Officials Pledge to Fix Federal Hiring Process
Steve Vogel | The Washington Post via YellowBrix
September 07, 2009
Applying for a job with the federal government can be a miserable experience. Announcements of vacancies are often written in arcane, incomprehensible jargon; applications can stretch for dozens of pages; one branch of an agency might not have any idea of the hiring needs of a second branch.
This is not the opinion of jilted job-seekers. Instead, it was the frank assessment offered Thursday by top human resources managers at three major agencies, who said the federal government needs to streamline the hiring process if it is to attract the talented people it needs in coming years.
The officials spoke at a forum marking the official release of a government-wide survey by the Partnership for Public Service. The 2009 “Where the Jobs Are” report projects that the government will need to hire nearly 273,000 people for “mission-critical” jobs in the next three years, fueled by an expected wave of retirements among the aging federal workforce as well as new government programs.
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While acknowledging shortcomings in federal hiring, the officials said reforms are underway to address the problems. One of the first areas where reform is needed in how jobs are posted, they said.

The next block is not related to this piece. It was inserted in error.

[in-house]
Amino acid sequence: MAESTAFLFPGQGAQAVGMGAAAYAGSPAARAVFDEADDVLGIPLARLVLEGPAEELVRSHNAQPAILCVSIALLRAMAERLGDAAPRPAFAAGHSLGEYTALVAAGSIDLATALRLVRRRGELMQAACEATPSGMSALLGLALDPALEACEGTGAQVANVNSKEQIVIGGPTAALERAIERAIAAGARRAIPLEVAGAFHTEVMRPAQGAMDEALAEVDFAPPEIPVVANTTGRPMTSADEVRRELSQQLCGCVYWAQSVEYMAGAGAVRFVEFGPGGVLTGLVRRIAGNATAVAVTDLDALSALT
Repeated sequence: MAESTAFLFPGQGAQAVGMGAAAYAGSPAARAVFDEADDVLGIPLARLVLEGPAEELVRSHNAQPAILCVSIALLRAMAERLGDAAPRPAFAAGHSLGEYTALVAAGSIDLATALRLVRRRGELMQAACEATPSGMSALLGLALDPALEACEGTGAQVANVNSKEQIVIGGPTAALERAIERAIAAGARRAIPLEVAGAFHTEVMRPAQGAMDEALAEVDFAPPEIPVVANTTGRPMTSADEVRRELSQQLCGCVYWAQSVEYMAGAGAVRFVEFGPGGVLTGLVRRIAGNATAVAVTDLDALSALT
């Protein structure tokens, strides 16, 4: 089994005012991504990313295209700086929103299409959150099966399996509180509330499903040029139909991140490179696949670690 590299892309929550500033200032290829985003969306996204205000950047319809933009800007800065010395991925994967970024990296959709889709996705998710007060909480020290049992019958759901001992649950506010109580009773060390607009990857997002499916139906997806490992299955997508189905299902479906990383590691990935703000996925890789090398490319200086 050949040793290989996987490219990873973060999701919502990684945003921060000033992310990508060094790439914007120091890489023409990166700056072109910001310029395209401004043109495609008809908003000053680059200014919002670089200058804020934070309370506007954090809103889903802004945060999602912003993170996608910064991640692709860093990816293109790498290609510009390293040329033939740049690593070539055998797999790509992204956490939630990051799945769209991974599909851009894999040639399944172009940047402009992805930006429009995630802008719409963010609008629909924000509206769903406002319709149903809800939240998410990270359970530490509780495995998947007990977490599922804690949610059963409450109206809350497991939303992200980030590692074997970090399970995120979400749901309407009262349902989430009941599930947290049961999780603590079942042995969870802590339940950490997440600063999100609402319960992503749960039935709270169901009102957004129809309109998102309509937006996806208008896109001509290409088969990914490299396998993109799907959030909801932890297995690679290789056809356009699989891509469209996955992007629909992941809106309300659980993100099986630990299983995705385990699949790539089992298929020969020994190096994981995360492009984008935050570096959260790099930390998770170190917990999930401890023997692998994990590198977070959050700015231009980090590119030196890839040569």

“When you look at federal job announcements, sometimes they look like they’re written in code,” said Mari Barr Santangelo, chief human capital officer for the Justice Department, who added that the department is working to shorten and clarify job postings. “We’re trying to put them in plain English, not code.”
“If it takes you two hours to read a vacancy announcement, that’s not good,” added Jeff Neal, the chief human capital officer at the Department of Homeland Security.
The applications are often even longer. Neal, whose department is projected to make more than 65,000 hires by the fall of 2012, spoke of routinely receiving job applications stretching for 15, even 25 pages. He recalled one that stretched 500 pages and had to be delivered in a copy-paper box.
An initiative undertaken by the Office of Personnel and Management will limit job applications to three to five pages, Nancy Kichak, the office’s associate director for strategic human resource policy, said after the forum.
Kichak said OPM is sending teams to the agencies to help them deal with the surge in hiring. “The bigger agencies have a lot of work cut out for them,” she said.